If this is you, it’s time to reframe networking. You’re missing out on the joy. Think of it as simply playing with people, or just as connecting. No pressure. No pressure to close a deal. Simply to be interested in other people’s stories - everyone has a story - and ask loads of questions. People like being asked about themselves (quelle surprise). So arrive armed with curiosity and questions. ‘What brought you here today?’; ‘How do you feel about events like this - what are you hoping to learn?’; ‘What did you think of the last session?’; ‘What do you do outside of work?’.
The other purpose of networking, or people playing, is to be helpful. It is not to sell (phew). Stop selling, start helping. Why? Because the currency of company is generosity. Everyone in the room will have special talents, rare experiences, and unusual gifts. And, by and large, people are usually kind and willing to share. So, find out how you might be able to help. Remember the story of Mike, the solicitor in the dining car of the 1806 Paddington to Penzance Express. He helped his fellow diners by finding out what they did and alerting them to any new changes in the law that might affect them in their line of work. He didn’t whip out his laptop and show them 90 slides to prove how brilliant his firm was at law. His reward? All of his companions asked for his contact details when they got off the train. He helped, he didn’t hunt. They came to him.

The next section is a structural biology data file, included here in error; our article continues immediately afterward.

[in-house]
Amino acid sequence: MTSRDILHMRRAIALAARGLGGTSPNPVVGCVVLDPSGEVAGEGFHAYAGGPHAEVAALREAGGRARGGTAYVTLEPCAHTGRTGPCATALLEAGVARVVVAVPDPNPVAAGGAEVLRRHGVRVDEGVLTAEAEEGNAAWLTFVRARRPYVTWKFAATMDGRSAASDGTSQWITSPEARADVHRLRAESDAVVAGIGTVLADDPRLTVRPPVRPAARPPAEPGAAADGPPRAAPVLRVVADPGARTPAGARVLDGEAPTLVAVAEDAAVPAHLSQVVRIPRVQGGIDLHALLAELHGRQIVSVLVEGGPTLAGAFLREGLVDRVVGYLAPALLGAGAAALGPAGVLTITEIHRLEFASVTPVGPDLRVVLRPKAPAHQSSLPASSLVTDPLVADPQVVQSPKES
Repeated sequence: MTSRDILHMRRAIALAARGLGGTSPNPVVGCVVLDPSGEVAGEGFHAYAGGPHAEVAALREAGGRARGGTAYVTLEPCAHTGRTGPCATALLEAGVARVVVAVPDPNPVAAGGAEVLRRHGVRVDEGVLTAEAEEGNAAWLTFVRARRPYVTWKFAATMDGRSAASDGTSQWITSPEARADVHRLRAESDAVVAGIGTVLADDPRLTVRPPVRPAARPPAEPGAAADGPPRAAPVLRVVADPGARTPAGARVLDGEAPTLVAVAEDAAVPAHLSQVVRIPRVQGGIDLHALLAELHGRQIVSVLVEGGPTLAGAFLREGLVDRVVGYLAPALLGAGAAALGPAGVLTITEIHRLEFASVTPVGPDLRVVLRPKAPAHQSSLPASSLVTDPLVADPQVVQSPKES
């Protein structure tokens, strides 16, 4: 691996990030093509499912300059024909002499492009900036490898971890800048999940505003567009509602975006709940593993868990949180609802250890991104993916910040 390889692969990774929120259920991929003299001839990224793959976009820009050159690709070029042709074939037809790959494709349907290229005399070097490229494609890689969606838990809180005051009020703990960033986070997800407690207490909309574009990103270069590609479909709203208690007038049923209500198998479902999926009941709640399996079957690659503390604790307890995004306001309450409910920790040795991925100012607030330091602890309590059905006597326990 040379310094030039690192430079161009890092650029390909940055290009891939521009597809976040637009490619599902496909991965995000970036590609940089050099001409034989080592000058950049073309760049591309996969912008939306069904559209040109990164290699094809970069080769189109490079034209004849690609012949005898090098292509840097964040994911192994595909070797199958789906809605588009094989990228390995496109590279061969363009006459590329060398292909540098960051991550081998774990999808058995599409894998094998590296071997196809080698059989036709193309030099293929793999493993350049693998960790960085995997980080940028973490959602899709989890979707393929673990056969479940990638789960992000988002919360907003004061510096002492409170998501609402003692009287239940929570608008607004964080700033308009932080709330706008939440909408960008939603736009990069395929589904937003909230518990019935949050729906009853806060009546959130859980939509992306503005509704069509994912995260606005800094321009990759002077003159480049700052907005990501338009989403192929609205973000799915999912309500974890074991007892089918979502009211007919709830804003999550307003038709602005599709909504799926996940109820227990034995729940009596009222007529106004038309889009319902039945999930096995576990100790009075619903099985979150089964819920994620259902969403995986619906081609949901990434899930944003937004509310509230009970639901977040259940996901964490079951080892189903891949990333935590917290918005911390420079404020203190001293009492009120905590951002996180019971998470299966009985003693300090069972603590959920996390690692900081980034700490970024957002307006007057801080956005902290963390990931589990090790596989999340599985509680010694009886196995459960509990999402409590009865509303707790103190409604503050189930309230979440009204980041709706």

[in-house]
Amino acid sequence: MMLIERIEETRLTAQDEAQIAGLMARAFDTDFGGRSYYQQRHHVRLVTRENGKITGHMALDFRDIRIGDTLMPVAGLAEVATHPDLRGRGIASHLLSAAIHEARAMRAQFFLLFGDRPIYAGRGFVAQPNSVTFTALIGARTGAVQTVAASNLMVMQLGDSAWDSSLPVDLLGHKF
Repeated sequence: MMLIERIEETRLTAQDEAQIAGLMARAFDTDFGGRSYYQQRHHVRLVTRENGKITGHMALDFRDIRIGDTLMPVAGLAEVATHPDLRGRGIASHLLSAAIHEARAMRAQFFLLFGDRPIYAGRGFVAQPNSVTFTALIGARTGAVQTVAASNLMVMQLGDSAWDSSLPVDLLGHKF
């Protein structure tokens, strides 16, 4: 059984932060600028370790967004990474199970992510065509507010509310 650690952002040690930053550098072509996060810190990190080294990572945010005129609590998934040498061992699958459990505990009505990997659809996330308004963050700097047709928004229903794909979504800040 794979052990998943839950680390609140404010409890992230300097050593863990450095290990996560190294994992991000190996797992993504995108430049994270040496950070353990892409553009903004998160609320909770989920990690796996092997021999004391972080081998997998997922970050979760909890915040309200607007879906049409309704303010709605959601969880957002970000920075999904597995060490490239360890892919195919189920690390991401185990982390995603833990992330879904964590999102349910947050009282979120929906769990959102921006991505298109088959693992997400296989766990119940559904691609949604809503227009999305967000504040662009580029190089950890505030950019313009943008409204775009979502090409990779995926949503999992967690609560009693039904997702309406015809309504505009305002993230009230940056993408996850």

And if anyone does bother to ask your story, try this for size: instead of giving them your name, rank and number…or company and job title…give them an alliterative adjective to associate with your first name: Speedy Sophie or Provocative Pardeep. Something that’s true to the experience they are likely to get from talking with you. And come prepared with a couple of fascinating facts about yourself - something you adore doing, an unusual skill you have, an achievement you’re proud of or an interesting thing that has happened to you. That way, you’ll never be stuck for a way to introduce yourself and the other people in the room will remember you. And if anyone does ask you what you do, think of a metaphor to describe it. We give ourselves fancy job titles which often obscure rather than clarify what we do. So make it easy for everyone - turn your job into something that’s easy to understand. Metaphors make memorable moments.